Limerick: What is our Mission?
Church needs to listen and converse more – stakeholders tell Limerick Diocesan Synod event Preparation for Synod 2016 continues as diocese hears from business, sporting, local government and arts communities
Wednesday, 14 October 2015: The Church must be open to dialogue and listening rather than just preach to its faithful, the Director of the first diocesan synod in Ireland for half a century has stated.
Speaking at a gathering of representatives from a range of city and county based stakeholders at the Savoy Hotel, Limerick as part of the build up to next year’s Synod, Fr. Eamonn Fitzgibbon said that the Catholic Church needs to be in constant conversation with the wider world.
The event, titled ‘Limerick: What is our Mission?’ was attended by representatives of private business, local government, arts, sports and political circles and explored what Limerick’s identity for the future should be and the role the Catholic Church has to play in developing this.
Among the key outcomes from the four hour seminar suggested by delegates for the Church were for it to:
- Continue dialogue initiated through the Synod ‘Listening Process’
- Improve education equality
- Engage more with young people
- Promote protection of the environment
- Play a role in tackling marginalisation
- Agitate for positive change
- Address hierarchal perceptions
- Be innovative
Reflecting on the event, Fr Fitzgibbon said, “We want and have to be outward looking and even less ‘churchy’ or inward looking than we have been before. We need to be in dialogue with the world. We don’t want this Synod to be a talking shop but, instead, are focussed on agreeing firm proposals for action.
“We have to, as a Church, be the voice of the people and be willing to listen to the maverick voice. We also need to be hear people on the factory floor, the street, the wider community. We need to come outside and listen and that process has most definitely begun with the Synod preparation but it needs to continue.”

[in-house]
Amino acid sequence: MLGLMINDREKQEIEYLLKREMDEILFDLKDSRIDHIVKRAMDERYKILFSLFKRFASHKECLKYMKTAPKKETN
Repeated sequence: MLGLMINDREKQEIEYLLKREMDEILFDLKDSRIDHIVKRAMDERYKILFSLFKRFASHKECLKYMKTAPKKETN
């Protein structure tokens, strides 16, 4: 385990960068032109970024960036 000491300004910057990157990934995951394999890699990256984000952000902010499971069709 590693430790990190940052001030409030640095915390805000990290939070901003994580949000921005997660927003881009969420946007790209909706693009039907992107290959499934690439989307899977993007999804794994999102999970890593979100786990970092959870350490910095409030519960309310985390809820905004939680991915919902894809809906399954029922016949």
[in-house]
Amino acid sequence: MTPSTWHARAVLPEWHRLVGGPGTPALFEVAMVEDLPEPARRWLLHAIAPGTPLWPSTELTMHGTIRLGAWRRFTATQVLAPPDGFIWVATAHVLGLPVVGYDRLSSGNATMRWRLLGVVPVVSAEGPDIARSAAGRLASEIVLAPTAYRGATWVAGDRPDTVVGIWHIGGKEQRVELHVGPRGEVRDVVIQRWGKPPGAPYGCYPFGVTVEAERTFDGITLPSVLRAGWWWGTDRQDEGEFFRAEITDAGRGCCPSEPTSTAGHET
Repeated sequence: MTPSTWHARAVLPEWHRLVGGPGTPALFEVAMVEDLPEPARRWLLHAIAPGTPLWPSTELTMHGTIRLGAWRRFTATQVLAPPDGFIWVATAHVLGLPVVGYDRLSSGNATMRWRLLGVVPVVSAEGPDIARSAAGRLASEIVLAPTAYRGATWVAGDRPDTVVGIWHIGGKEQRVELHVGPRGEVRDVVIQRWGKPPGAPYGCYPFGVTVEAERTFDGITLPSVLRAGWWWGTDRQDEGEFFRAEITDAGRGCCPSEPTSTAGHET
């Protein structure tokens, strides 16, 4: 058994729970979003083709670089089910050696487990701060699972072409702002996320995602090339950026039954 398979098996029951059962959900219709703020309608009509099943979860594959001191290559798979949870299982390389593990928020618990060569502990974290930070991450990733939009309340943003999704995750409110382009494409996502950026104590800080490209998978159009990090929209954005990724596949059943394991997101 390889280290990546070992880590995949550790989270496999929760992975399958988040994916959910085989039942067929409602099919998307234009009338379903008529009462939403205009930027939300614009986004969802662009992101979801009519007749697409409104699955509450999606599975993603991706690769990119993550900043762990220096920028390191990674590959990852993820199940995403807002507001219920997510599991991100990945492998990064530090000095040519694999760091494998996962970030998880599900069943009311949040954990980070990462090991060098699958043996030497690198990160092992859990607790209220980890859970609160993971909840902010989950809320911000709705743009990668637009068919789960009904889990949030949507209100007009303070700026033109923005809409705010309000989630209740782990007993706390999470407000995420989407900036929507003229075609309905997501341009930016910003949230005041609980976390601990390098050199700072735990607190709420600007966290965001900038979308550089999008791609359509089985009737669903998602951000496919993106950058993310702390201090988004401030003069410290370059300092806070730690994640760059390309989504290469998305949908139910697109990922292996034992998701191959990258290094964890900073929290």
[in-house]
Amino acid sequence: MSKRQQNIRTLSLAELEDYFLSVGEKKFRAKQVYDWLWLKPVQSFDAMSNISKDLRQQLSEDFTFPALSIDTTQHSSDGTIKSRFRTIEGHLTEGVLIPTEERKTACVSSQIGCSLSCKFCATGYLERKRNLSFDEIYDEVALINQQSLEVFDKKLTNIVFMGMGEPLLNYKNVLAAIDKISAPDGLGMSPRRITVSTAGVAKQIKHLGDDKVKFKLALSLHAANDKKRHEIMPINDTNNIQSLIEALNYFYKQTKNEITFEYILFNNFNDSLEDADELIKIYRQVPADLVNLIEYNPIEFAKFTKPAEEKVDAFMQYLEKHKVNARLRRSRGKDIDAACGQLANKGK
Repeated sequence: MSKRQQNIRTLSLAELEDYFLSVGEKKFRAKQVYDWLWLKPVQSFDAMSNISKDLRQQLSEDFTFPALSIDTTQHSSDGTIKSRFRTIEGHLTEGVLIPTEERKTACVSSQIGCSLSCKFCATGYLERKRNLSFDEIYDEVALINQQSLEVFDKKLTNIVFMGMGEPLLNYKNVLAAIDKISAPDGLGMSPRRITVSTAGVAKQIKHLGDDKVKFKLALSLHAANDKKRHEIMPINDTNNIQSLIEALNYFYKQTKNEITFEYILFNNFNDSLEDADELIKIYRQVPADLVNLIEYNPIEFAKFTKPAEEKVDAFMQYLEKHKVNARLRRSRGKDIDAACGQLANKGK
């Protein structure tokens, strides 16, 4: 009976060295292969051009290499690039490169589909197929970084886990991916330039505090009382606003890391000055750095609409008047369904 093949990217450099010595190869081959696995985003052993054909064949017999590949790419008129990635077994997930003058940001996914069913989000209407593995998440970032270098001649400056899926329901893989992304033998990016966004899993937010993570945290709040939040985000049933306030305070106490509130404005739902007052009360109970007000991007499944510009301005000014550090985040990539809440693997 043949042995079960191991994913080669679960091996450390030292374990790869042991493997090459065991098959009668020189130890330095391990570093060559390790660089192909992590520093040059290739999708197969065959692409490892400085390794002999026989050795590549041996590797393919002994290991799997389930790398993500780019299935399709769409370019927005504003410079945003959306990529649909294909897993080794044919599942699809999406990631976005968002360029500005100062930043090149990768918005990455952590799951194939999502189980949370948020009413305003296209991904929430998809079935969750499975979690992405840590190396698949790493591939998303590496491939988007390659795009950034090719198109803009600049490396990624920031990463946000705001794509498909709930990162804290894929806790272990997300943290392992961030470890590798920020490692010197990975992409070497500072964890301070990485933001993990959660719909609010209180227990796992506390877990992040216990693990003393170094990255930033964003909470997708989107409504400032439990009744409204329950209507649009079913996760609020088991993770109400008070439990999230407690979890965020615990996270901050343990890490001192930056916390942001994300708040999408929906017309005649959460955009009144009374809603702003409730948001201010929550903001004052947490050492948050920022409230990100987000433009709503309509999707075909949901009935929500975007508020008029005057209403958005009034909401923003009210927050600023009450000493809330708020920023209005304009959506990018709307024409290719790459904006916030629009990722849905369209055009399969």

Fr. Fitzgibbon said that the diocese has connected with almost 5,000 people as part of the listening process, including young people. “One of the biggest issues that emerged in our engagement with young people was mental health. Young people have major concerns in relation to their wellbeing and we have a role to play in tackling this and it’s a role that young people want us to play. That emerged very clearly.
“Another big issue to emerge was the need for the Church to nurture more, as well as focus on advocacy. We need to advocate for fairness and greater equality.
“Ultimately we need to continue listening. We have really started that process with the Synod but we need to continue. It was remarkable today to hear of one delegate who is in business for 40 years say that this is the first time the Church had asked him for his opinion. We need to change that.”
Said Bishop Leahy, “This has been a really useful process and we will take much away from it. We have heard a lot today about the need for the Church to engage with young people, in particular, and we have definitely done that through the Synod Listening Process but we need to and will continue that.
“However, I believe the listening has to be intergenerational. We need all age-groups at the table so we can achieve a Church of true consensus. Everyone has to be listened to.”